PARIS—President Emmanuel Macron said on Friday that images showing Paris police beating a black music producer were shameful for France, and that government would have to find a way to restore public confidence in the force.
Prosecutors are investigating the violent arrest of Michel Zecler, who said he was also racially abused by the officers, after CCTV footage of the incident was released. The police watchdog is also investigating.
Four police officers were being held for questioning as part of the investigation, the Paris prosecutor’s office said.
The beating inside the entrance of a building was captured on closed circuit television and mobile phone footage, which has circulated widely online and has made headlines around Europe.
“The images we have all seen of the aggression against Michel Zecler are unacceptable, they are shameful for all of us. France should never allow violence or brutality, no matter who it comes from. France should never let hate or racism prosper,” Macron said in a statement on his Facebook page.
He added that the police force should be exemplary. “Those whose job it is to apply the law should respect the law,” he said, adding that he has asked the government to urgently make proposals about how to restore confidence in the police.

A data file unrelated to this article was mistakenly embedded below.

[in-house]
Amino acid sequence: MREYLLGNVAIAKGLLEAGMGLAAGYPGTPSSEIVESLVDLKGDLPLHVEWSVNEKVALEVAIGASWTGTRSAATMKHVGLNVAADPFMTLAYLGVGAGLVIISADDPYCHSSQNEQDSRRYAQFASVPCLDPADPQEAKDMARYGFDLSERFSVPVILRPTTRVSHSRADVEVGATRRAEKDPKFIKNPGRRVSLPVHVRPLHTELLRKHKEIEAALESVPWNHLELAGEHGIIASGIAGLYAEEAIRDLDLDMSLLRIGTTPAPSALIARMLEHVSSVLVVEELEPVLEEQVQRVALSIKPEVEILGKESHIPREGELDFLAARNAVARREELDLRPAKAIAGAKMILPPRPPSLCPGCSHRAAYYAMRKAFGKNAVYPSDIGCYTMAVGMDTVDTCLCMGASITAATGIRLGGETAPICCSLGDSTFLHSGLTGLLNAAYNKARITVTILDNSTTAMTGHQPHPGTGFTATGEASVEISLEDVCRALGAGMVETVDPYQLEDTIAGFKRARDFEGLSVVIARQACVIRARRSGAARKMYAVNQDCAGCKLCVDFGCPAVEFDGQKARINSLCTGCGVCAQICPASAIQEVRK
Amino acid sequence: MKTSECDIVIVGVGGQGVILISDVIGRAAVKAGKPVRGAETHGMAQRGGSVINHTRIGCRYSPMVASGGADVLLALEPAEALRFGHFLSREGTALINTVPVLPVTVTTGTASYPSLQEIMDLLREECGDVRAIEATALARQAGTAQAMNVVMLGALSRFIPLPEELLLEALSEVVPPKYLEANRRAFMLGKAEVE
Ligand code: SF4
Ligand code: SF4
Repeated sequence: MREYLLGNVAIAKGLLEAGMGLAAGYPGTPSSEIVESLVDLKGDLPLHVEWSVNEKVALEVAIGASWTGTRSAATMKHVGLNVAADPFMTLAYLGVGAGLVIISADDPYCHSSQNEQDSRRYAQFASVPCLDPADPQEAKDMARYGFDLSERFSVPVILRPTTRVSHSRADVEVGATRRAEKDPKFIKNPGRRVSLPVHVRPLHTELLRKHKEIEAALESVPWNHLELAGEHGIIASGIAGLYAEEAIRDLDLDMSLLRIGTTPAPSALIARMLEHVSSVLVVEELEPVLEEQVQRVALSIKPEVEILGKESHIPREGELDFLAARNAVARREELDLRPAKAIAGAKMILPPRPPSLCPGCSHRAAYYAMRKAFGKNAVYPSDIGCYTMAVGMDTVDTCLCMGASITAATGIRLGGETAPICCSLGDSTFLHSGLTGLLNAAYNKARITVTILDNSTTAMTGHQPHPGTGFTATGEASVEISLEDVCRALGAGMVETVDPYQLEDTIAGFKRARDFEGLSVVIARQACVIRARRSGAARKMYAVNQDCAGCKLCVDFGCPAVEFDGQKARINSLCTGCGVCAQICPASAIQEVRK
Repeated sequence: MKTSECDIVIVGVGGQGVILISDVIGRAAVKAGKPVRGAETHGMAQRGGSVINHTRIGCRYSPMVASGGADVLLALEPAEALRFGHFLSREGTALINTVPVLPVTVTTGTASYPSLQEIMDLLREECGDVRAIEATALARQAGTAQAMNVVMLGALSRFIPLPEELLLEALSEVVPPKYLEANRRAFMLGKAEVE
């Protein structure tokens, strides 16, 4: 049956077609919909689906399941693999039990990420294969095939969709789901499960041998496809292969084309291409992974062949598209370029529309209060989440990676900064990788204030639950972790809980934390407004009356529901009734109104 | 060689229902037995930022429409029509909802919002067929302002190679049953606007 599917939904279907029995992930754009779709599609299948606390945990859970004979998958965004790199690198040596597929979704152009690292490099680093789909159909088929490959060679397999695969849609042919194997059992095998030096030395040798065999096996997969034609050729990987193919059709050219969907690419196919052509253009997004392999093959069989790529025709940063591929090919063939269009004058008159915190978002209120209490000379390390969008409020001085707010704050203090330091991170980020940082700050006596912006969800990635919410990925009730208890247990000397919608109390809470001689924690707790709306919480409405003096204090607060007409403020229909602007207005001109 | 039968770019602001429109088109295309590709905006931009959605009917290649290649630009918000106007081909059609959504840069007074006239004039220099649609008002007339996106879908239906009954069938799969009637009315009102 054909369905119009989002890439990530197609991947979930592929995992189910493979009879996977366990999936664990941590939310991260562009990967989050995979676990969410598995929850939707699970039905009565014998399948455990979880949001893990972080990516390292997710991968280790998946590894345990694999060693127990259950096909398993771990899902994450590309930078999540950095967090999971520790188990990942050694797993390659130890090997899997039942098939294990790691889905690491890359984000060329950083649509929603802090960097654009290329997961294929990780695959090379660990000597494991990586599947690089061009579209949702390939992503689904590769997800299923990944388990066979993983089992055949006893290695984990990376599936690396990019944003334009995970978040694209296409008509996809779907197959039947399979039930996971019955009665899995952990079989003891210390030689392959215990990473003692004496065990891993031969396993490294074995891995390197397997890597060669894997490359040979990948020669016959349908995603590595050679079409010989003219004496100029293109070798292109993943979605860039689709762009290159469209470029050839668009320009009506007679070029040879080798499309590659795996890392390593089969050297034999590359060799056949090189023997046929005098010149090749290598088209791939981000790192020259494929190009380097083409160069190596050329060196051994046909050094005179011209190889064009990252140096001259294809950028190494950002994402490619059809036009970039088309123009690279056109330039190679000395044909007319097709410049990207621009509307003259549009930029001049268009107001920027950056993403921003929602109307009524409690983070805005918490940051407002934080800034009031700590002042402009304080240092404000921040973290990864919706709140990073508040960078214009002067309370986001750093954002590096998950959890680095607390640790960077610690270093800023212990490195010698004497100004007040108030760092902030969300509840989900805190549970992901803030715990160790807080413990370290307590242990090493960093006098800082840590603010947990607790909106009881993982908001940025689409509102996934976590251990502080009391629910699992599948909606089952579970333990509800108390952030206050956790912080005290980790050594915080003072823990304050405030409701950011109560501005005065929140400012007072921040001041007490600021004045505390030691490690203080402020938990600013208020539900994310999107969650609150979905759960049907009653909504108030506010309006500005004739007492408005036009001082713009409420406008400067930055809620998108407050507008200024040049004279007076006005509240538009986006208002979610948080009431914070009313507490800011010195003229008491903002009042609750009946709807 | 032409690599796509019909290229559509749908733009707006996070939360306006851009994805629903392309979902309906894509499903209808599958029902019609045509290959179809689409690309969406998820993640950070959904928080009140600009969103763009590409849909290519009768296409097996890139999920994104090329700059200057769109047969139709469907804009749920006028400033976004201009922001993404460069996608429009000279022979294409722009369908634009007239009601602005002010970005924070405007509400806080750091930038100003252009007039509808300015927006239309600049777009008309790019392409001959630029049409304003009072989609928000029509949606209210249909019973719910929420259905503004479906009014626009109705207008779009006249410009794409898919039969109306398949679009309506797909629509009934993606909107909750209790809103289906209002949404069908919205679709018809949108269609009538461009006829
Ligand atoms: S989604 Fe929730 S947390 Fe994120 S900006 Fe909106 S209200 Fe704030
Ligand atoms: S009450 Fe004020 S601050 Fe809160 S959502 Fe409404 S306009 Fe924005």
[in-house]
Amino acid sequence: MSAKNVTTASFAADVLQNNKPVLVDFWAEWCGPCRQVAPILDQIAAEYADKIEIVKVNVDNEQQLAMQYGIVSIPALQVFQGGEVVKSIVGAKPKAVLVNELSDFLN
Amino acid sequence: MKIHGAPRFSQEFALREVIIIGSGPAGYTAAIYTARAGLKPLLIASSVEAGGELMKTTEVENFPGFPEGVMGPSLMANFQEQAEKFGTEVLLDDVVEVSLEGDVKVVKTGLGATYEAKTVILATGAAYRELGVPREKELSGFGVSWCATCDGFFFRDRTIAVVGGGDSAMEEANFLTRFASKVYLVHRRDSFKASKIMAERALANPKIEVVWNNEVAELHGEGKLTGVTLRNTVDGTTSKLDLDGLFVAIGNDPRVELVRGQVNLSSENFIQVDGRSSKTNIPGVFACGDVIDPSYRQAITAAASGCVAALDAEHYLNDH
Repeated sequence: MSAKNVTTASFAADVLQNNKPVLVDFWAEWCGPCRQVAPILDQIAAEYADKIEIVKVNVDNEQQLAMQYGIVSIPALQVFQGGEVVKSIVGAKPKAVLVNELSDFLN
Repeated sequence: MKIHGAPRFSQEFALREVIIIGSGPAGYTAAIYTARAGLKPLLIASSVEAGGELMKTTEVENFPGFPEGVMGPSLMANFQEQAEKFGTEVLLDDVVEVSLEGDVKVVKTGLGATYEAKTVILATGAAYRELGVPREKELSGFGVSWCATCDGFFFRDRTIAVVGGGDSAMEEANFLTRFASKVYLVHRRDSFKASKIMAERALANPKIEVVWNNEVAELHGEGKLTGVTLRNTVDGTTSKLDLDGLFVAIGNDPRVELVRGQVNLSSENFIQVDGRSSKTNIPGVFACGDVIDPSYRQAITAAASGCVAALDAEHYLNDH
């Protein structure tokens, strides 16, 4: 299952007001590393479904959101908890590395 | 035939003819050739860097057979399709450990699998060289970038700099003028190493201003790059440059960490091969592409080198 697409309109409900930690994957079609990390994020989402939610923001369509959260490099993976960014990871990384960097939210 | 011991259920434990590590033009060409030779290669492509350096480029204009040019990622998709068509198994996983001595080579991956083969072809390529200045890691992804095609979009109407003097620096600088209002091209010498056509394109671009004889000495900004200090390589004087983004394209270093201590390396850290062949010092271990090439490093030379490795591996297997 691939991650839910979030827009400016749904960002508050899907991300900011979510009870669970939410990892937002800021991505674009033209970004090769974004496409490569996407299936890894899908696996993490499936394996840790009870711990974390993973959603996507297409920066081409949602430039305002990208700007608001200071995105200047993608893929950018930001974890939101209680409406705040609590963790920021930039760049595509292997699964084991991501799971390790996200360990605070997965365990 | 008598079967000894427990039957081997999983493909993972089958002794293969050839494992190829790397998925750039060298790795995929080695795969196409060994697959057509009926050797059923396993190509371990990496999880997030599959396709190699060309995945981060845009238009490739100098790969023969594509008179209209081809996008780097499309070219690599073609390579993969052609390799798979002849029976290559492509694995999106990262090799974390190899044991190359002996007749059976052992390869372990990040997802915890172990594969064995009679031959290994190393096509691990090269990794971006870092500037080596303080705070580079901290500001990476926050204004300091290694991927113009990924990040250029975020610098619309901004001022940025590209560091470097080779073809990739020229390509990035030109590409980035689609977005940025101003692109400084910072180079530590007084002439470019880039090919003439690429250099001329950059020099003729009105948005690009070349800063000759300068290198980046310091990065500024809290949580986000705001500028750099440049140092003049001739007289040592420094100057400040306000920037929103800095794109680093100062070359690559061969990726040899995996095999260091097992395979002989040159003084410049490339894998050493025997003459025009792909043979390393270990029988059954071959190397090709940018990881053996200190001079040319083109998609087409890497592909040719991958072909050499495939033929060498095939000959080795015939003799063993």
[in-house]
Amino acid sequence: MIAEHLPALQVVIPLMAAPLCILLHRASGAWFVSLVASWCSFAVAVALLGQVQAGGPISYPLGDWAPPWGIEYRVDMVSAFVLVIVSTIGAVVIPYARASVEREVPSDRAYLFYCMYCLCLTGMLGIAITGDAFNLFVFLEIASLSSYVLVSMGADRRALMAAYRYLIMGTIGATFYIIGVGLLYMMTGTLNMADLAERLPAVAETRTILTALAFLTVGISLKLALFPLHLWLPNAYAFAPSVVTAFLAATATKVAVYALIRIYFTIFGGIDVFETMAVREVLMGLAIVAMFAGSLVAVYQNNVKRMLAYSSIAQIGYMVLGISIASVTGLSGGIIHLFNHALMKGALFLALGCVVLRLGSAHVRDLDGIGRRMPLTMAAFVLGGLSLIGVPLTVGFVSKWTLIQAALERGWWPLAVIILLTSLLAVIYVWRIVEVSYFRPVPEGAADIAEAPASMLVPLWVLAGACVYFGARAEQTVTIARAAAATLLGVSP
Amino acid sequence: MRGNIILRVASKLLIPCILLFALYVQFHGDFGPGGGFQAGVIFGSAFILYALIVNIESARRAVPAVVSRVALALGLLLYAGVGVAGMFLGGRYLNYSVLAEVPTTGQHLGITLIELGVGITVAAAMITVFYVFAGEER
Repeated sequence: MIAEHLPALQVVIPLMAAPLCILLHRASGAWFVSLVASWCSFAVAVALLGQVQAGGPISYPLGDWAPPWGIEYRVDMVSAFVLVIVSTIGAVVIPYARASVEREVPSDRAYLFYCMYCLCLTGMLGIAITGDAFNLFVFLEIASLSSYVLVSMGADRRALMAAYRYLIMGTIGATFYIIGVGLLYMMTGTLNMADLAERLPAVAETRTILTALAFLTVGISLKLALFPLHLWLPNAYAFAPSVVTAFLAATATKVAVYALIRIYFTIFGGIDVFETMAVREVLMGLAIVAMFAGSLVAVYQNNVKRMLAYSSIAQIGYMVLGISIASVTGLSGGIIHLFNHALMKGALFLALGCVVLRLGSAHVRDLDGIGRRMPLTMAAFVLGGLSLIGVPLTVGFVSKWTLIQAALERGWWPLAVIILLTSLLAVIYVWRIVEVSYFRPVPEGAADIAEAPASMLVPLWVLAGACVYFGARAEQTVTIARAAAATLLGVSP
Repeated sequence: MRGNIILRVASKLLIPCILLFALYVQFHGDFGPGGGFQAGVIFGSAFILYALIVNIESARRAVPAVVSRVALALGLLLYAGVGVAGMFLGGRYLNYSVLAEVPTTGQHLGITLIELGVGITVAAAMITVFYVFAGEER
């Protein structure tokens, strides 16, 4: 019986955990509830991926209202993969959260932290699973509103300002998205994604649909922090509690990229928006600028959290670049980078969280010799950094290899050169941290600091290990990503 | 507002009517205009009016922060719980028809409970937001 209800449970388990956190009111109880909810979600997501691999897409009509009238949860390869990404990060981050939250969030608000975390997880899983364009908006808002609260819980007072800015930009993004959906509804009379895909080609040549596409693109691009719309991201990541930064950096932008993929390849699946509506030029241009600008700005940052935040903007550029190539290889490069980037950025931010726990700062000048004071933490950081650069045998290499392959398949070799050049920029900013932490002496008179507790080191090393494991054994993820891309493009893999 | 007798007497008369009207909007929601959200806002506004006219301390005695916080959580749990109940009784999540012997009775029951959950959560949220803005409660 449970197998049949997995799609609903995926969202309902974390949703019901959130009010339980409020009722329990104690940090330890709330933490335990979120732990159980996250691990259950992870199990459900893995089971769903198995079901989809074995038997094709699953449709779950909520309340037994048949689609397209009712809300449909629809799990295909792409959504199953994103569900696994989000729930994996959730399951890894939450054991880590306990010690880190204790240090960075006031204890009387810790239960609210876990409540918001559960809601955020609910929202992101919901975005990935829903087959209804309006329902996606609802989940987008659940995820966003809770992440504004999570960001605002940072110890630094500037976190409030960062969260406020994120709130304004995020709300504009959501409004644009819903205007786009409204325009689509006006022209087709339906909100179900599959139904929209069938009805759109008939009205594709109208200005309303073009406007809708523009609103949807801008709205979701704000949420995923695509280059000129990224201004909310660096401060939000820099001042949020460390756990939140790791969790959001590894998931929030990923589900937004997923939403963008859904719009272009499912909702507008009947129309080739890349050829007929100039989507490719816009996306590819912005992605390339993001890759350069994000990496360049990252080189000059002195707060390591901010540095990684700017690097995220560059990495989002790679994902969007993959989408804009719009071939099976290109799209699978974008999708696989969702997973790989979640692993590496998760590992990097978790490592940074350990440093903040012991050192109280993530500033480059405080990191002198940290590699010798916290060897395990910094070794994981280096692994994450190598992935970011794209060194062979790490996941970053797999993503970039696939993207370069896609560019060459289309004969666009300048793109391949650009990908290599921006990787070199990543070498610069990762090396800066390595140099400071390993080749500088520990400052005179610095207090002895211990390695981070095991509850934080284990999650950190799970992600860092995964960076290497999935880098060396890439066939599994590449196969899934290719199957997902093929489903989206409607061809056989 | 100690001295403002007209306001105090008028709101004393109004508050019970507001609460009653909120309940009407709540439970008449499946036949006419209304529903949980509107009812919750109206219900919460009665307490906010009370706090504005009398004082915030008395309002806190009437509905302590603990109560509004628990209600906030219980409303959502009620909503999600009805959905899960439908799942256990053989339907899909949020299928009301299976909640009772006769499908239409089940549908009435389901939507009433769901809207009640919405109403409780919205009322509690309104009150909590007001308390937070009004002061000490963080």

Paris police already faced criticism this week after social media photos and videos showed officers hitting protesters as they cleared out an illegal migrants campsite in a central Paris square.
The music producer told reporters he was set upon by police at his studio in Paris’s 17th arrondissement on Saturday.
He said he had been walking in the street without a mask—against French COVID-19 health protocols—and, upon seeing a police car, went into his nearby studio to avoid being fined. However, he said, the police followed him inside and began to assault and racially abuse him.
Interior Minister Gerald Darmanin told France 2 television on Thursday that the officers would be punished if the alleged wrongdoing was confirmed.
Zecler’s arrest came amid fierce debate in France over draft legislation that would limit journalists’ ability to document French police officers at work.
Around 3,500 people marched against the bill in the western city of Nantes, where police used tear gas and made several arrests. Many in the march also protested against police violence, some with their faces bandaged in support of Michel Zecler. A similar demonstration is planned in Paris on Saturday.
Black Lives Matter protests broke out in Paris in June following the death of George Floyd, who died as he was being arrested in Minneapolis in May.
The outrage generated by Floyd’s death has resonated in France, in particular in deprived city suburbs where police often clash with youths from ethnic minority backgrounds.
The protests in Paris in June focused on unsolved cases of people dying during police operations, such as Adama Traore, who died in police detention near Paris in 2016.
By Sudip Kar-Gupta and Dominique Vidalon